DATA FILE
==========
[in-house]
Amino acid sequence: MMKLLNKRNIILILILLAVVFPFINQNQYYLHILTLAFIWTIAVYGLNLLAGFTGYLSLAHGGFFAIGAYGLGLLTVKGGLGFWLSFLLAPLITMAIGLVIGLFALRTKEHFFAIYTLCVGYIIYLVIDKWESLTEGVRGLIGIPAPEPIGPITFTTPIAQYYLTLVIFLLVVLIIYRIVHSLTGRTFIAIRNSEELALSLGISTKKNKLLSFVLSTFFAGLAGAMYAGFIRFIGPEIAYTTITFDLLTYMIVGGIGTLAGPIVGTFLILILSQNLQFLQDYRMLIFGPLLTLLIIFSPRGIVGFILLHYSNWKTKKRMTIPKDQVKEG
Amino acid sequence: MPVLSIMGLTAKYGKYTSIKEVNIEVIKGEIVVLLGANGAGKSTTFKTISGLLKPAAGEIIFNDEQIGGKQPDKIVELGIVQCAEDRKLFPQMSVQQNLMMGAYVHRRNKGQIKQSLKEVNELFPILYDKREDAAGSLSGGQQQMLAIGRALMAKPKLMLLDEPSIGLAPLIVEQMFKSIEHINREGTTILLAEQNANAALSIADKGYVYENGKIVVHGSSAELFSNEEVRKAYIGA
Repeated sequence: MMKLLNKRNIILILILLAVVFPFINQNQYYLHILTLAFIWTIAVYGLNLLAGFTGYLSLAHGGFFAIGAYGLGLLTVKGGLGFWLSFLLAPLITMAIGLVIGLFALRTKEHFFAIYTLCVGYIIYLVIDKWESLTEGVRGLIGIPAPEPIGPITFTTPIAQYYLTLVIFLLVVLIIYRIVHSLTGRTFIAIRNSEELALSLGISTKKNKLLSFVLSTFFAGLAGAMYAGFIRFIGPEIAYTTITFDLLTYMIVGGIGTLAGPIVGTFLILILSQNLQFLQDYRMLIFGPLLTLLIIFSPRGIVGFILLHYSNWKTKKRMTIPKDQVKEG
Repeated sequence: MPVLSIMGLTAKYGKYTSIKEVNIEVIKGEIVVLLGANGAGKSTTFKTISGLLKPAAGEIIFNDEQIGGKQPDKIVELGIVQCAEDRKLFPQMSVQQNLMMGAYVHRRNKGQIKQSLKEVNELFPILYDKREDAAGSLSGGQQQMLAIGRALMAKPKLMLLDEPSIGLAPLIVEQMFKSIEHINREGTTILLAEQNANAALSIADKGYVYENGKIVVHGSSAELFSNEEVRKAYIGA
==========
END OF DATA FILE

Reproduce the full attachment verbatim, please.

[in-house]
Amino acid sequence: MMKLLNKRNIILILILLAVVFPFINQNQYYLHILTLAFIWTIAVYGLNLLAGFTGYLSLAHGGFFAIGAYGLGLLTVKGGLGFWLSFLLAPLITMAIGLVIGLFALRTKEHFFAIYTLCVGYIIYLVIDKWESLTEGVRGLIGIPAPEPIGPITFTTPIAQYYLTLVIFLLVVLIIYRIVHSLTGRTFIAIRNSEELALSLGISTKKNKLLSFVLSTFFAGLAGAMYAGFIRFIGPEIAYTTITFDLLTYMIVGGIGTLAGPIVGTFLILILSQNLQFLQDYRMLIFGPLLTLLIIFSPRGIVGFILLHYSNWKTKKRMTIPKDQVKEG
Amino acid sequence: MPVLSIMGLTAKYGKYTSIKEVNIEVIKGEIVVLLGANGAGKSTTFKTISGLLKPAAGEIIFNDEQIGGKQPDKIVELGIVQCAEDRKLFPQMSVQQNLMMGAYVHRRNKGQIKQSLKEVNELFPILYDKREDAAGSLSGGQQQMLAIGRALMAKPKLMLLDEPSIGLAPLIVEQMFKSIEHINREGTTILLAEQNANAALSIADKGYVYENGKIVVHGSSAELFSNEEVRKAYIGA
Repeated sequence: MMKLLNKRNIILILILLAVVFPFINQNQYYLHILTLAFIWTIAVYGLNLLAGFTGYLSLAHGGFFAIGAYGLGLLTVKGGLGFWLSFLLAPLITMAIGLVIGLFALRTKEHFFAIYTLCVGYIIYLVIDKWESLTEGVRGLIGIPAPEPIGPITFTTPIAQYYLTLVIFLLVVLIIYRIVHSLTGRTFIAIRNSEELALSLGISTKKNKLLSFVLSTFFAGLAGAMYAGFIRFIGPEIAYTTITFDLLTYMIVGGIGTLAGPIVGTFLILILSQNLQFLQDYRMLIFGPLLTLLIIFSPRGIVGFILLHYSNWKTKKRMTIPKDQVKEG
Repeated sequence: MPVLSIMGLTAKYGKYTSIKEVNIEVIKGEIVVLLGANGAGKSTTFKTISGLLKPAAGEIIFNDEQIGGKQPDKIVELGIVQCAEDRKLFPQMSVQQNLMMGAYVHRRNKGQIKQSLKEVNELFPILYDKREDAAGSLSGGQQQMLAIGRALMAKPKLMLLDEPSIGLAPLIVEQMFKSIEHINREGTTILLAEQNANAALSIADKGYVYENGKIVVHGSSAELFSNEEVRKAYIGA